Search Results

You are looking at 1 - 6 of 6 items for

  • Author: Abdul-Rahman Jazieh x
Clear All Modify Search
Full access

Omar Shamieh and Abdul-Rahman Jazieh

Palliative care is an important component of cancer treatment. Advancing palliative care in the developing countries is essential to improving patient care. The issues limiting its practice must be addressed, especially in light of the initiative to adapt the NCCN Clinical Practice Guidelines in Oncology (NCCN Guidelines) to the Middle East and North Africa (MENA) region. Palliative care is in its early stage of evolution in the MENA region, and its practice encounters many challenges and barriers. Adaptation of guidelines should take into consideration the situation and conditions in the targeted region to improve the standard of care to an internationally acceptable level. A group of experts in the MENA region reviewed the literature and collaborated to assess the current status of palliative care and recommend modifications to the NCCN Guidelines based on the unique needs of the region.

Full access

Hamdy A. Azim, Abdul-Rahman Jazieh and Mohammad Jahanzeb

Over the past decade, the NCCN Clinical Practice Guidelines in Oncology (NCCN Guidelines) have emerged as a very useful tool for supporting and improving the quality of decision-making for oncologists worldwide. Considering that approximately 12 million cancer patients were registered by the WHO during 2008 and that the NCCN Web site (www.NCCN.org) attracts more than 150,000 visitors per month, one can conclude that the NCCN Guidelines program has potentially influenced the management of approximately 15% of all cancer patients worldwide. Although this example shows its far-reaching benefit, it also shows that there is plenty of room for expanding its application. A real need exists within the oncology community to have a reliable evidence-based tool to translate the rapidly accumulating scientific research into practical medical decisions that may offer a better and more consistent treatment outcome for patients. The NCCN recently launched the NCCN–Middle East and North Africa (NCCN–MENA) Guidelines Congress in an attempt to provide versions of the original NCCN Guidelines tailored for cancer management in this region. However, one may ask whether it is really important to have a revised set of Guidelines specifically dedicated to a certain geographical region, when the original NCCN guidelines are satisfactory and comprehensive. We believe the answer is “YES” for 3 main reasons: differences in race, genetic, and environmental factors; differences in presenting features and stage; and differences in access to technology and drugs. Differences in Racial, Genetic, and Environmental Factors The NCCN Guidelines have been generated based on high-level evidence provided by...
Full access

Abdul Rahman Jazieh, Joan S. McClure and Robert W. Carlson

Full access

Abdul-Rahman Jazieh, Hamdy A. Azim, Joan McClure and Mohammad Jahanzeb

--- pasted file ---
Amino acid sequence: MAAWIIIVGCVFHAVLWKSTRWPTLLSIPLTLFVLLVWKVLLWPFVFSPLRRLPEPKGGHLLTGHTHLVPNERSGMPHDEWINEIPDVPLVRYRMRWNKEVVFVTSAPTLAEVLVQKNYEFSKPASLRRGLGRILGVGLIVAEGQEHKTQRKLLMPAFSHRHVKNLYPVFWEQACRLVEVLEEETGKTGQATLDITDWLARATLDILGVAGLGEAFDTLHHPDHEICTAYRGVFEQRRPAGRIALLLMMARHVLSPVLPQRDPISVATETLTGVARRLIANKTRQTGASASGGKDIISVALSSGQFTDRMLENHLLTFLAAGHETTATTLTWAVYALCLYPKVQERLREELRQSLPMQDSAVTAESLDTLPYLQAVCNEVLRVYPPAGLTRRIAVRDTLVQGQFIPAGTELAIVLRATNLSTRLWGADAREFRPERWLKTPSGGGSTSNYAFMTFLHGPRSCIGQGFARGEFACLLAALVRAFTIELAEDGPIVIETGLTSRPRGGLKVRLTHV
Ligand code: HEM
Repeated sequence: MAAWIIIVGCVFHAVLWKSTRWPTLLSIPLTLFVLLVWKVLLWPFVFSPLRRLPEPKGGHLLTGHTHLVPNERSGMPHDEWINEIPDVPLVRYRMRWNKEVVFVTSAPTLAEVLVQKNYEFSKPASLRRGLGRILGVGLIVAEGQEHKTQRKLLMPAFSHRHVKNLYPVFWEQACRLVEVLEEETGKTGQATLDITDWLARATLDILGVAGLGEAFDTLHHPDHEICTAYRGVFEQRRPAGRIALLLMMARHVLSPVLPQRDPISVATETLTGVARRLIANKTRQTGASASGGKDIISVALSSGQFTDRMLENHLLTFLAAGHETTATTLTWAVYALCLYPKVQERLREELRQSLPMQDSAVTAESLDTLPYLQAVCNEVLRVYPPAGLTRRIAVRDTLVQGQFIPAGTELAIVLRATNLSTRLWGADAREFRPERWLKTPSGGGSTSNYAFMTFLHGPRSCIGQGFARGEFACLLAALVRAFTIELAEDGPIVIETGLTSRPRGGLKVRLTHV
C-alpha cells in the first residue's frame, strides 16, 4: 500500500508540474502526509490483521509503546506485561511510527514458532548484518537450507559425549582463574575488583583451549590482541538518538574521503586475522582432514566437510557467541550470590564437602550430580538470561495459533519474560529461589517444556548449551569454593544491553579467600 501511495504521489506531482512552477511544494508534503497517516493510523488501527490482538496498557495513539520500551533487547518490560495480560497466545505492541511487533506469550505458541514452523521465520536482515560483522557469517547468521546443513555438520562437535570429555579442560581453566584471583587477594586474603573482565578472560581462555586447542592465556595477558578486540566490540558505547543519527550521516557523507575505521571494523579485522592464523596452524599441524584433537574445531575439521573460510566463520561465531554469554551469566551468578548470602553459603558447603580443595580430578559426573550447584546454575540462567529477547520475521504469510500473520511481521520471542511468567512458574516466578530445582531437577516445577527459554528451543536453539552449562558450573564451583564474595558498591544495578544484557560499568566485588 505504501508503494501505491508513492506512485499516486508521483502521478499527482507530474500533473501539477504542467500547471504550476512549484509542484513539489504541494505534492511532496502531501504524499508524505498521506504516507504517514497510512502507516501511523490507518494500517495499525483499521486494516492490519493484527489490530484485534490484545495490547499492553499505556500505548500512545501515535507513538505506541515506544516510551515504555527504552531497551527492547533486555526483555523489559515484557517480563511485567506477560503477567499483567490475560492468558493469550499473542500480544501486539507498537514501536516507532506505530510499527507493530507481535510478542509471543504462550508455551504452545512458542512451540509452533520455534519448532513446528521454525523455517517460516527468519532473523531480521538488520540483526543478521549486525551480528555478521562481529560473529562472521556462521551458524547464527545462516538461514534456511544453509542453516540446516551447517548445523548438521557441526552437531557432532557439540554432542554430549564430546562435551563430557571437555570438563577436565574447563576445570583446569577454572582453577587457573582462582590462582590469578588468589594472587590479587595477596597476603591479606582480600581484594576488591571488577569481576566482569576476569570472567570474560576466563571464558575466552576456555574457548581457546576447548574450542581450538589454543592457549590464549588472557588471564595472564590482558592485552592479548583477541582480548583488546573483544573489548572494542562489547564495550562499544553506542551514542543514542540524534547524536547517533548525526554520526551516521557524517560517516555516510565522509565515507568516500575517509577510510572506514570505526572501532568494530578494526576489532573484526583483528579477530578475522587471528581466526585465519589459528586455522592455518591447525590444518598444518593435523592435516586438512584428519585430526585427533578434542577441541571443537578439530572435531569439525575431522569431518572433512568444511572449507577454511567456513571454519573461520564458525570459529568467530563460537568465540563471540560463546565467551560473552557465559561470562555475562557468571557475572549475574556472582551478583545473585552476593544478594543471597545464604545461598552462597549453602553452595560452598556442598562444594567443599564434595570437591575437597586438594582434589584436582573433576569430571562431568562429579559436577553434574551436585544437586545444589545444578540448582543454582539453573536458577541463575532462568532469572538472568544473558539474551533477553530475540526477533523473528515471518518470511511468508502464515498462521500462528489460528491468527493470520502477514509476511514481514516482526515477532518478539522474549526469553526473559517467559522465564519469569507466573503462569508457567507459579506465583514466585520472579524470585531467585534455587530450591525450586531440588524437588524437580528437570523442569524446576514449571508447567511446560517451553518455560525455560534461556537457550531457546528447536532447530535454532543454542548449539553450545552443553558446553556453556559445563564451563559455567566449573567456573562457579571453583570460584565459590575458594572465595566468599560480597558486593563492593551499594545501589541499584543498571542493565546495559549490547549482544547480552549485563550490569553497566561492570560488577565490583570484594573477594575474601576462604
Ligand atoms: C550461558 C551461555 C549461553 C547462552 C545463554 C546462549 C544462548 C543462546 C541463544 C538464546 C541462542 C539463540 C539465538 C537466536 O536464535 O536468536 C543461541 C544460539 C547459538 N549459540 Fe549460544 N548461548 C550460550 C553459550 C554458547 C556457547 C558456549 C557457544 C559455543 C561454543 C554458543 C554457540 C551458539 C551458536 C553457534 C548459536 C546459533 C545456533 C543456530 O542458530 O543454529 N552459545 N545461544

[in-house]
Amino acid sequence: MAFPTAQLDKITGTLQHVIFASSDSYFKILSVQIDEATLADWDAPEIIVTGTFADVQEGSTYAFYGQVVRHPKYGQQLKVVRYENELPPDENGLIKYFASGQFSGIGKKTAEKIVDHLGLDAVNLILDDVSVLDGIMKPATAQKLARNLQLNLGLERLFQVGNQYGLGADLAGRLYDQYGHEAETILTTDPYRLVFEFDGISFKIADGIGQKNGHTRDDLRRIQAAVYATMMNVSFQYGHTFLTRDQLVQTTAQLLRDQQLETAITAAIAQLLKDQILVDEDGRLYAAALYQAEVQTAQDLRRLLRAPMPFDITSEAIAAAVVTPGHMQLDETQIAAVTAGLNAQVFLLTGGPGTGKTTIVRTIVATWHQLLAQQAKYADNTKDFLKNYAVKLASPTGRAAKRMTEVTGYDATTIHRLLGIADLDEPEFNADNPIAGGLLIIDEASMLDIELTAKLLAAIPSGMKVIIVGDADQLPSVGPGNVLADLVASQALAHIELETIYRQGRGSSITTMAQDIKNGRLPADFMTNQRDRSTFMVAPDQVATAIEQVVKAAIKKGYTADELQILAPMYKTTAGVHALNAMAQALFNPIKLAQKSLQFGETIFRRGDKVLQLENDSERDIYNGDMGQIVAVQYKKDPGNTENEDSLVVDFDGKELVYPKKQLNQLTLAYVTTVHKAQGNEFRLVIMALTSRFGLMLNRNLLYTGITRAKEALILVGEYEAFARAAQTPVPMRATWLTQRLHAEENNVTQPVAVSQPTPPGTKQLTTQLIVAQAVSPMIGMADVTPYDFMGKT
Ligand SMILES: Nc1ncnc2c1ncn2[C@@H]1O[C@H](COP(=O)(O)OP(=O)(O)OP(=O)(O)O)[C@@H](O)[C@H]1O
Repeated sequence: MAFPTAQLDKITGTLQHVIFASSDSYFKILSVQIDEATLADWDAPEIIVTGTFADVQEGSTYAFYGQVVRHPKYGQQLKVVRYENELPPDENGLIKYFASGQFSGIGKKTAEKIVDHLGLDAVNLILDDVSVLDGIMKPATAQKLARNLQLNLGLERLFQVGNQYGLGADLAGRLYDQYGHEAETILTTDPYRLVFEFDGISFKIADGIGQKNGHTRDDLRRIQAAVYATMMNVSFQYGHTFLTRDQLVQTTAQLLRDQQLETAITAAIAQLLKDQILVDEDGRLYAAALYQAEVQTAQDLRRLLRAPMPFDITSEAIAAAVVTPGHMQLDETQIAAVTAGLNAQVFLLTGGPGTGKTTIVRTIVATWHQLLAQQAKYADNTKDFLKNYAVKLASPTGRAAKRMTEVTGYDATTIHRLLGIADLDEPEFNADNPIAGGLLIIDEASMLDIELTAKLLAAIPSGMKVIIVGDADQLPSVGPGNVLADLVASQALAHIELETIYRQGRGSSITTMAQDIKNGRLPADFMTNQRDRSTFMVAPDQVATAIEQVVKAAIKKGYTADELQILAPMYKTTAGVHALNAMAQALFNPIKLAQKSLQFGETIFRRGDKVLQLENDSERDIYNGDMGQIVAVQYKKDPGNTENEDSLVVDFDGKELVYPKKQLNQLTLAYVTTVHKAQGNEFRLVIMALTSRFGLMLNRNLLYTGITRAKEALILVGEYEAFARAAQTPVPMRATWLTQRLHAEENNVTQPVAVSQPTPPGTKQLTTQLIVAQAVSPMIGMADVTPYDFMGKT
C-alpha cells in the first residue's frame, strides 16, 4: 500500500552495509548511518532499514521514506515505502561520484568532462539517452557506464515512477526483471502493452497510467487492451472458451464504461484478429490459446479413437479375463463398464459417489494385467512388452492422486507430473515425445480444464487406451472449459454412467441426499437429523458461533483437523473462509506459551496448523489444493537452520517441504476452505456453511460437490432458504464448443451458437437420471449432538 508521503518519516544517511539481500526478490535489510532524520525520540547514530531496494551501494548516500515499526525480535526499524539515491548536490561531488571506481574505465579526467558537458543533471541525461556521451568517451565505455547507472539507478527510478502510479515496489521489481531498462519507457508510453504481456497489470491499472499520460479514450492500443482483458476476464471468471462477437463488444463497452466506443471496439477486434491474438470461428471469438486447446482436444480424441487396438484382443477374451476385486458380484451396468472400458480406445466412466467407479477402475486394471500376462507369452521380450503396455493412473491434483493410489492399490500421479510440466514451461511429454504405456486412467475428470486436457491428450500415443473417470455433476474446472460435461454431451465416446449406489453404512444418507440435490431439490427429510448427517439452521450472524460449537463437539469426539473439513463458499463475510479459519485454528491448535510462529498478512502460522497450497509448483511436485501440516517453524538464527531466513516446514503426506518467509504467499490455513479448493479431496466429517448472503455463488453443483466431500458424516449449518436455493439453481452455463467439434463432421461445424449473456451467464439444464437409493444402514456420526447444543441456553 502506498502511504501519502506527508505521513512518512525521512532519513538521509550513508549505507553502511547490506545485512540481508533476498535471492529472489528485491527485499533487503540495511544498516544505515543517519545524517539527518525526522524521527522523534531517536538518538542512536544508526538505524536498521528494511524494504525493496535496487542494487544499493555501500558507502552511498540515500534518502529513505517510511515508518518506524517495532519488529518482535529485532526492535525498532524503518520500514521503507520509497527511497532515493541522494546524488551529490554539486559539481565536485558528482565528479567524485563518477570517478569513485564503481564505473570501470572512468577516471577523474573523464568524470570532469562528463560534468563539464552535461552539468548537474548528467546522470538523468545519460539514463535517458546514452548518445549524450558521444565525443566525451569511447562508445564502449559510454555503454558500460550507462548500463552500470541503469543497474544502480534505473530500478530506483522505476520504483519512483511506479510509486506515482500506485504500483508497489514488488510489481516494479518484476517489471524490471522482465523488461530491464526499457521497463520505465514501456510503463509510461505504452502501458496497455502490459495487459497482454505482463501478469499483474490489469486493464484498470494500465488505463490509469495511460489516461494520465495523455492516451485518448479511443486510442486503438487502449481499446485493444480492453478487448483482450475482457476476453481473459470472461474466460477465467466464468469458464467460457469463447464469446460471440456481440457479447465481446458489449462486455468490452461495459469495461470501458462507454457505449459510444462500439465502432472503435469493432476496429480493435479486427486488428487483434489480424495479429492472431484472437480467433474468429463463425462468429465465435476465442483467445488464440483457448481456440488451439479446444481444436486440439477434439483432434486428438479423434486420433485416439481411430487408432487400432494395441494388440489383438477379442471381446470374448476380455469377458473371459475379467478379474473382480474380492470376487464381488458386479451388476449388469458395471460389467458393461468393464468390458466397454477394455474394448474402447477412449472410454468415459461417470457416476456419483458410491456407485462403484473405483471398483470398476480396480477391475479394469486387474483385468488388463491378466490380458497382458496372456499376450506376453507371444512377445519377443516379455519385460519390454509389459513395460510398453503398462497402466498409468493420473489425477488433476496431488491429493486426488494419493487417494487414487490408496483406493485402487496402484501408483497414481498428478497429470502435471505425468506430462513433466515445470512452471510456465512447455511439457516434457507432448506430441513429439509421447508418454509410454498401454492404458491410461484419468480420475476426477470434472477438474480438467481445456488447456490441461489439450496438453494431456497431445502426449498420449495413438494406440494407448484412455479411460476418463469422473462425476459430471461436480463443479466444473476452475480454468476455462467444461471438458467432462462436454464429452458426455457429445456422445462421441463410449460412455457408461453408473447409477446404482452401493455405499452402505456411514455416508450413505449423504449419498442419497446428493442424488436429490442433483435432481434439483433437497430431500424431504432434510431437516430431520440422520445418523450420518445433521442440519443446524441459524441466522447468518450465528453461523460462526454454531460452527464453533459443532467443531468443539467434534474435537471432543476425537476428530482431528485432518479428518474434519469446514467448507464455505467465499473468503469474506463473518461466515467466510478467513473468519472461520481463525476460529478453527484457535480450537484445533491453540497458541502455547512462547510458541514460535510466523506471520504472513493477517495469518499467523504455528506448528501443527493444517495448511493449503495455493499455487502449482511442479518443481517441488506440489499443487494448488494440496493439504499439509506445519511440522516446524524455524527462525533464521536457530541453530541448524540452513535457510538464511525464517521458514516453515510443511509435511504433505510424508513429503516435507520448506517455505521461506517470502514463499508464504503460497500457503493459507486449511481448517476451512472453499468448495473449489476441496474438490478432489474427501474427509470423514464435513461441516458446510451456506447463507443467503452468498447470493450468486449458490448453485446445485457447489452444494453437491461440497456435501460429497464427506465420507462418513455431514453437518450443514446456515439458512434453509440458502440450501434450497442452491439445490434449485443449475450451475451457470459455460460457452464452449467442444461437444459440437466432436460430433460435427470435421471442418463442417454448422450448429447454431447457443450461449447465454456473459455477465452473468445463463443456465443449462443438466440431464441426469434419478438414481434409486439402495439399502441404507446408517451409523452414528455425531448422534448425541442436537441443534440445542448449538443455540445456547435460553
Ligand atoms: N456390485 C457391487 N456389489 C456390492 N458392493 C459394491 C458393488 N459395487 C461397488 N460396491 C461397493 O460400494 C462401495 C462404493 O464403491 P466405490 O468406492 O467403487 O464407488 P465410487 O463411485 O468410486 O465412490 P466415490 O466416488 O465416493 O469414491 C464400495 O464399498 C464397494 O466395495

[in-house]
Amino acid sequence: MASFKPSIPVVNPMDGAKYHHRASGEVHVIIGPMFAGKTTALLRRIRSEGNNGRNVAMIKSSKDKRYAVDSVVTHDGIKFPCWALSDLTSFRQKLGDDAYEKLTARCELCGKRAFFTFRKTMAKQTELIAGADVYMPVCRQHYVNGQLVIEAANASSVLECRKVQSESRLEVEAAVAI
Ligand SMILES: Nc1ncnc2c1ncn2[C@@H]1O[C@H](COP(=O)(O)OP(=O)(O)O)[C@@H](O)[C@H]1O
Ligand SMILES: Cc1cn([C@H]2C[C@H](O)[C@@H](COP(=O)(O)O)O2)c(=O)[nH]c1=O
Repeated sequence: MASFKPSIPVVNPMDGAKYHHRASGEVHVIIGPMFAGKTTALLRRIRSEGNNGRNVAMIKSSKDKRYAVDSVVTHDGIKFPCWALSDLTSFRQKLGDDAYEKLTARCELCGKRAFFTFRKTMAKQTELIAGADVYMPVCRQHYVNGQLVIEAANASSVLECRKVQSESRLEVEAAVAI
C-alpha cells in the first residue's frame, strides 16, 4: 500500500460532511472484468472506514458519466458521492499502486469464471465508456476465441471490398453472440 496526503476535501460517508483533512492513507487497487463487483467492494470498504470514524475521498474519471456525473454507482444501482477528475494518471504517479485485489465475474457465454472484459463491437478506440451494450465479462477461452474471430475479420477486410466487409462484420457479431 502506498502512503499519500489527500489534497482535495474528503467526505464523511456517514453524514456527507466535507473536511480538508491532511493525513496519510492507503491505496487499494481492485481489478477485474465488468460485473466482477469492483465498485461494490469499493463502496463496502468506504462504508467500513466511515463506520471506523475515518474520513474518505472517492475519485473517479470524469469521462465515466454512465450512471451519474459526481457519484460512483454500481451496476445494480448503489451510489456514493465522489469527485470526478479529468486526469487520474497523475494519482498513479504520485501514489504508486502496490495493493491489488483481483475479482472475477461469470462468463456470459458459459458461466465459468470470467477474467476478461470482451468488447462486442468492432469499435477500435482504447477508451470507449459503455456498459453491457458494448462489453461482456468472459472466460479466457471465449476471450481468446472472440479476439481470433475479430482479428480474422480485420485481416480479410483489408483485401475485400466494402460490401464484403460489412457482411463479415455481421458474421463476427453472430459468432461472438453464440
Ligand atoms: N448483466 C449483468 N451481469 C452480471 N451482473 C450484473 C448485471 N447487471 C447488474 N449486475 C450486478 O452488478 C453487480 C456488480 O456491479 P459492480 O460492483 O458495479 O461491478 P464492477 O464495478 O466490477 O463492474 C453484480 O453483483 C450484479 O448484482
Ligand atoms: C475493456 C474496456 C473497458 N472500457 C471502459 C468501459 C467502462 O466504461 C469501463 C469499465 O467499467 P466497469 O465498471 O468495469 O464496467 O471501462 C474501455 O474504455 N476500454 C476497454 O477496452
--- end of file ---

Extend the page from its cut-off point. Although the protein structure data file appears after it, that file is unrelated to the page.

The NCCN developed clinical practice guidelines for oncology that set the standard of cancer care in the United States. Because of wide acceptance of, need for, and interest in standardized treatment practices across the world, NCCN launched initiatives to help international groups adapt these guidelines. This article describes the initiative in the Middle East and North Africa (MENA) region. A group of oncology experts and key opinion leaders were assembled into 7 specific committees to develop treatment guidelines for breast cancer, lung cancer, colon cancer, prostate cancer, hepatobiliary cancer, lymphoma, and palliative care. The committees reviewed the NCCN Clinical Practice Guidelines in Oncology (NCCN Guidelines) to identify any modifications required for them to be more applicable to the MENA region based on available evidence and regional experience. These modifications were discussed with NCCN experts and summarized for each specific area. The development of these guidelines generated a strong interest in the region to develop more evidence-based practice and create further networking and collaboration.

Full access

Abdul-Rahman Jazieh, Hanaa Bamefleh, Ahmet Demirkazik, Rabab Mohamed Gaafar, Fady B. Geara, Mansur Javaid, Jamal Khader, Kian Khodadad, Walid Omar, Ahmed Saadeddin, Hassan Al Sabe, Mohammad Behgam Shadmehr, Amgad El Sherif, Najam Uddin, Mohammad Jahanzeb and David Ettinger

A lung cancer committee from the Middle East and North Africa (MENA) region was established to modify the NCCN Clinical Practice Guidelines in Oncology (NCCN Guidelines) on Non–Small Cell Lung Cancer to create a platform for standard care in the region. The committee comprised different experts in thoracic oncology from the region, including the disciplines of medical and clinical oncology, radiation oncology, thoracic surgery, pulmonary medicine, radiology, and pathology. The committee reviewed version 2 of the 2009 NCCN Guidelines on Non–Small Cell Lung Cancer and identified recommendations requiring modification for the region using published evidence and relevant experience. These suggested modifications were discussed among the group and with a United States–based NCCN expert for approval. The recommended modifications, with justification and references, were categorized based on the NCCN Guidelines flow. This article describes these recommended modifications. The process of adapting the first NCCN-based guidelines in the region is a step toward helping to improve lung cancer care in the region and encouraging networking and collaboration.